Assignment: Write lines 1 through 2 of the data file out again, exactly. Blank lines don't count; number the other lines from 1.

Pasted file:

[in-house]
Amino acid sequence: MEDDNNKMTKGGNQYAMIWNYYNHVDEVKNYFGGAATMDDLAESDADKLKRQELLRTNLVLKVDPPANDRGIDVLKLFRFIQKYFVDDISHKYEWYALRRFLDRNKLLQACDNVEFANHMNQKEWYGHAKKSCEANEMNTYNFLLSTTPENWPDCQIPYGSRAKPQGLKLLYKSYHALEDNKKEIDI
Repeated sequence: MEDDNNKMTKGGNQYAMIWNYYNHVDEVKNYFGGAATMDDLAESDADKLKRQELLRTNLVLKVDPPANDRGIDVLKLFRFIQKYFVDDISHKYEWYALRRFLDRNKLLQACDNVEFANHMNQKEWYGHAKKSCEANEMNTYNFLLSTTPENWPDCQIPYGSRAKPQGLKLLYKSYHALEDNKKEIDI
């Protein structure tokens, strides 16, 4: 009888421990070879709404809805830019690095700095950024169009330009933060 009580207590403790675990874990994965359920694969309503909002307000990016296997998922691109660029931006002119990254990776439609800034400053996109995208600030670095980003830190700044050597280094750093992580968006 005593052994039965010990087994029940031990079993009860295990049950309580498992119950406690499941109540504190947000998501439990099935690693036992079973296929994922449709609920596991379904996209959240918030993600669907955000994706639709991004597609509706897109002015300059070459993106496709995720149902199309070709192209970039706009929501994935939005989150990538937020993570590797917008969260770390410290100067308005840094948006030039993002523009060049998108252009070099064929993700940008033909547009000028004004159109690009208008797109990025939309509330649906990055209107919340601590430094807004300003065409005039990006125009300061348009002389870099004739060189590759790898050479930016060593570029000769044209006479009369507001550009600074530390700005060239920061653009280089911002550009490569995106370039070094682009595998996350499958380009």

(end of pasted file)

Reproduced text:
[in-house]
Amino acid sequence: MEDDNNKMTKGGNQYAMIWNYYNHVDEVKNYFGGAATMDDLAESDADKLKRQELLRTNLVLKVDPPANDRGIDVLKLFRFIQKYFVDDISHKYEWYALRRFLDRNKLLQACDNVEFANHMNQKEWYGHAKKSCEANEMNTYNFLLSTTPENWPDCQIPYGSRAKPQGLKLLYKSYHALEDNKKEIDI